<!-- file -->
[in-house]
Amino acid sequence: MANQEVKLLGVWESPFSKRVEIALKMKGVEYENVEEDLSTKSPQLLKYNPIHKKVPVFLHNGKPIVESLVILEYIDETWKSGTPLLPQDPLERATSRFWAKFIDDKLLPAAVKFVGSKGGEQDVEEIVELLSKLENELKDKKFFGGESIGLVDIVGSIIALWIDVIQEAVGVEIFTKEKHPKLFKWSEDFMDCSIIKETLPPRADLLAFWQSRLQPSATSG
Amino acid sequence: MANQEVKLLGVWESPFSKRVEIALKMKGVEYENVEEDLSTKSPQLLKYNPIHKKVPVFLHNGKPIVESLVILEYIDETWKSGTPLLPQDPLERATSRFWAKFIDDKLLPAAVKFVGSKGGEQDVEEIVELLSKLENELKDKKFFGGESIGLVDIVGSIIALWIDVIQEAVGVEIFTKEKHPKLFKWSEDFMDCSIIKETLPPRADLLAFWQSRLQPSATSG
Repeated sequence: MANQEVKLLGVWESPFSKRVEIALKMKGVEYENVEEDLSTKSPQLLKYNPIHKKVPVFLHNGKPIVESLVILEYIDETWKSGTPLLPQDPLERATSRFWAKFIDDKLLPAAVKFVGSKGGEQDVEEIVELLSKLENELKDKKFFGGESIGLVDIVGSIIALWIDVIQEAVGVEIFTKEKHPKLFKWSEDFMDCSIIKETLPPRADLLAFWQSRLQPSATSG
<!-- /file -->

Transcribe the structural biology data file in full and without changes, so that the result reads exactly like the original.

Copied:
[in-house]
Amino acid sequence: MANQEVKLLGVWESPFSKRVEIALKMKGVEYENVEEDLSTKSPQLLKYNPIHKKVPVFLHNGKPIVESLVILEYIDETWKSGTPLLPQDPLERATSRFWAKFIDDKLLPAAVKFVGSKGGEQDVEEIVELLSKLENELKDKKFFGGESIGLVDIVGSIIALWIDVIQEAVGVEIFTKEKHPKLFKWSEDFMDCSIIKETLPPRADLLAFWQSRLQPSATSG
Amino acid sequence: MANQEVKLLGVWESPFSKRVEIALKMKGVEYENVEEDLSTKSPQLLKYNPIHKKVPVFLHNGKPIVESLVILEYIDETWKSGTPLLPQDPLERATSRFWAKFIDDKLLPAAVKFVGSKGGEQDVEEIVELLSKLENELKDKKFFGGESIGLVDIVGSIIALWIDVIQEAVGVEIFTKEKHPKLFKWSEDFMDCSIIKETLPPRADLLAFWQSRLQPSATSG
Repeated sequence: MANQEVKLLGVWESPFSKRVEIALKMKGVEYENVEEDLSTKSPQLLKYNPIHKKVPVFLHNGKPIVESLVILEYIDETWKSGTPLLPQDPLERATSRFWAKFIDDKLLPAAVKFVGSKGGEQDVEEIVELLSKLENELKDKKFFGGESIGLVDIVGSIIALWIDVIQEAVGVEIFTKEKHPKLFKWSEDFMDCSIIKETLPPRADLLAFWQSRLQPSATSG